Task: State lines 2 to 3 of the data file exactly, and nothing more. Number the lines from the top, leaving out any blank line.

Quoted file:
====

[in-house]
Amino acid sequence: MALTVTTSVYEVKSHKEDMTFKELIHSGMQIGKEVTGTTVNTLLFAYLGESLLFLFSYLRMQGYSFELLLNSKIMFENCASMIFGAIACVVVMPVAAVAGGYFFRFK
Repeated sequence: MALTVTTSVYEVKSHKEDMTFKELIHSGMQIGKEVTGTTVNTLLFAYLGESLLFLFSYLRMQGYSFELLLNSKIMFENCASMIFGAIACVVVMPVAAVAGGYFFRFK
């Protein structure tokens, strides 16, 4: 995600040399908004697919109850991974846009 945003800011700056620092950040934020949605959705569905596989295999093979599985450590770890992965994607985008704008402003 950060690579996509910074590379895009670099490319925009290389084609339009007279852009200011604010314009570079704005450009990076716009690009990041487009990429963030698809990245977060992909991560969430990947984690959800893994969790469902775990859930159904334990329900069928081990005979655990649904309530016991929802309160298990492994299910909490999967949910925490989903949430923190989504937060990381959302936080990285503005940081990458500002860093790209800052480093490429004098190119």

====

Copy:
Amino acid sequence: MALTVTTSVYEVKSHKEDMTFKELIHSGMQIGKEVTGTTVNTLLFAYLGESLLFLFSYLRMQGYSFELLLNSKIMFENCASMIFGAIACVVVMPVAAVAGGYFFRFK
Repeated sequence: MALTVTTSVYEVKSHKEDMTFKELIHSGMQIGKEVTGTTVNTLLFAYLGESLLFLFSYLRMQGYSFELLLNSKIMFENCASMIFGAIACVVVMPVAAVAGGYFFRFK